This fear is even more considerable in the light of tensions between Riyadh and its Shia minority, which is perceived as an Iranian foreign agent. Saudi officials have for example reported that hundreds of Saudi security service personnel have been killed in an operation in the Shia Eastern Province. Whether the Shia discontent essentially has concerned their socio-economic discrimination, Teheran has always attempted to exploit it to undermine its neighbour. Virulent Iranian criticisms against the execution of the Shia Sheikh al-Nimr by Saudi Arabia represent the most recent symbol of Iranian interference in Saudi domestic affairs.

 

Furthermore, the hawkish Saudi stance towards Iran has to be interpreted in light of the importance of the Wahhabi clergy in Saudi Arabia. Indeed, Riyadh fears an internal jihadist threat, which has already recruited 2,500 members of its numerous conservative population. Therefore, in order to preserve such a fragile domestic stability, Riyadh has given significant powers to the Wahhabi clergy, which is in favour of a warlike stance towards the Shia heretics. The execution of the Shia Sheikh Al-Nimr along to 42 Sunni jihadist terrorists demonstrates this Saudi desire not to upset its Sunni hard-liners.

 

Last but not the least, the hawkish Saudi foreign policy is also caused by the recent regional geopolitical evolutions. As a result of the serious instabilities in Egypt, Riyadh felt in fact obliged to fashion itself as the new protector of Sunni interests in the region. However, whereas the Saudi security policy had been so far based on American security guarantees, Washington gradual withdrawal from the region forced the Saudis to take their responsibilities. This shift towards a more active military approach has been even more perceptible with the transition to King Salman, who brought with him his favourite son, Mohammad bin Salman (MBS), as Minister of Defence. MBS wants to succeed his father instead of the rightful heir, his cousin Muhammad bin Nayef, and has based his strategy to do so on a hawkish anti-Iran foreign policy. MBS is for instance responsible for the Saudi decision to intervene in Yemen against the Houti insurgency supported by Teheran.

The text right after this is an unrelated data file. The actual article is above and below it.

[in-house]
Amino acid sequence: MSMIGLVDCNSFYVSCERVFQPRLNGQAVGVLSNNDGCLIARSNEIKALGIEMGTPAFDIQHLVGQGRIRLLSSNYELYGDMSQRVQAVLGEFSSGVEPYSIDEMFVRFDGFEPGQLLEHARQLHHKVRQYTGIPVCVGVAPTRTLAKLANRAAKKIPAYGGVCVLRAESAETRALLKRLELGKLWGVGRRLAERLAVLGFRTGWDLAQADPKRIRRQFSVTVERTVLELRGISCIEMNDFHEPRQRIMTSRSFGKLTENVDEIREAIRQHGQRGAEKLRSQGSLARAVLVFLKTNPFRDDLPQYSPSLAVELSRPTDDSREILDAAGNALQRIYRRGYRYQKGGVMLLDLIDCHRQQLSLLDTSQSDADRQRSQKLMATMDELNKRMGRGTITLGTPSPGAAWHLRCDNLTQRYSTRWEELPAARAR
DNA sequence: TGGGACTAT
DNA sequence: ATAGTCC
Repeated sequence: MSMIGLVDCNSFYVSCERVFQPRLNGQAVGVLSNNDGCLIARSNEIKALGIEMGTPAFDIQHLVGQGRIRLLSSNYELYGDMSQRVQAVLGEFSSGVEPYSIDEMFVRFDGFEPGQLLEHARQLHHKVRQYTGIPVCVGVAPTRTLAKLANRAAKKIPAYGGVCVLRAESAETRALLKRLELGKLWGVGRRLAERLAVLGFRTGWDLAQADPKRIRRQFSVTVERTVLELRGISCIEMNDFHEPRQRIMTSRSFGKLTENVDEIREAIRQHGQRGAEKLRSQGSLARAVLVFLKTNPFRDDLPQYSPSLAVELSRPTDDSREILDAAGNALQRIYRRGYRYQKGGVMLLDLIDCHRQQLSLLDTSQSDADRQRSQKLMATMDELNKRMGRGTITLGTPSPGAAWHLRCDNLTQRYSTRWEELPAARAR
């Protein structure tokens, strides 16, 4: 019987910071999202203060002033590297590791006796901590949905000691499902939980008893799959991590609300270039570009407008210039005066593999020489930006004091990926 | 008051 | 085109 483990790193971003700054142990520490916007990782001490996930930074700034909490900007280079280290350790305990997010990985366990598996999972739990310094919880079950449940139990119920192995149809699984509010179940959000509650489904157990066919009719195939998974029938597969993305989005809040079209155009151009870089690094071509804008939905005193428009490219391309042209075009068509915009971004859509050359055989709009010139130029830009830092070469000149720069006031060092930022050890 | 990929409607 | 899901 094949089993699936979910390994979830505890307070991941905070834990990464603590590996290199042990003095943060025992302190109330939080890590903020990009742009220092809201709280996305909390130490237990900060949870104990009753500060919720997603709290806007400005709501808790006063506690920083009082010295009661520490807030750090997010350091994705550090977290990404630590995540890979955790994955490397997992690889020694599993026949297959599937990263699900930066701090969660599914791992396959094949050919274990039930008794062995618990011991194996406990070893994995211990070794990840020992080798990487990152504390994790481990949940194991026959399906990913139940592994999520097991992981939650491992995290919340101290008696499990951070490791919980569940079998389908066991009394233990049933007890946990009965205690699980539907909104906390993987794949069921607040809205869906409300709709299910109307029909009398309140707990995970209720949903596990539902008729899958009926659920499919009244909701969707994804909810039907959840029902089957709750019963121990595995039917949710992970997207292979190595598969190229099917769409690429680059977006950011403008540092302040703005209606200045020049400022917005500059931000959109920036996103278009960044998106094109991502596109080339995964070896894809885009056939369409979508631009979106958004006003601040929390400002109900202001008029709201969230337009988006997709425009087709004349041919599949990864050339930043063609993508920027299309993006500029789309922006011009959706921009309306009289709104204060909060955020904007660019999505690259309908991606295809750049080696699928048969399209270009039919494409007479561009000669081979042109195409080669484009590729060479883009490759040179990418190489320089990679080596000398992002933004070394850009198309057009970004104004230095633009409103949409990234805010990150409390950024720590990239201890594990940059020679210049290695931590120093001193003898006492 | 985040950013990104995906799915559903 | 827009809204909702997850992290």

Turkey benefits in a sense from the Syrian and Iraqi chaos and the emergence of DAESH despite the terrorist threat it represents.

 

For its part, Turkey benefits in a sense from the Syrian and Iraqi chaos and the emergence of DAESH despite the terrorist threat it represents. Indeed, the conflict allows Turkey to strike PKK positions in Iraq through its participation in the American coalition against DAESH. The “Kurdish threat” is in fact the main concern of Turkish President Erdogan who has exploited it for electoral gain, after the loss of his absolute majority because of the high results obtained by a pro-Kurd political party (HDP). Therefore, Turkish policy-makers by far prefer a collapsed Syria than a political agreement including a legitimate autonomous Kurdistan along its border. This is the reason Ankara has constantly excluded the political representation of the Syrian Kurdistan (PYD) in the peace talks, although a sustainable political agreement requires the involvement of the broadest slate possible of concerned parties.

 

Matthieu Crévecoeur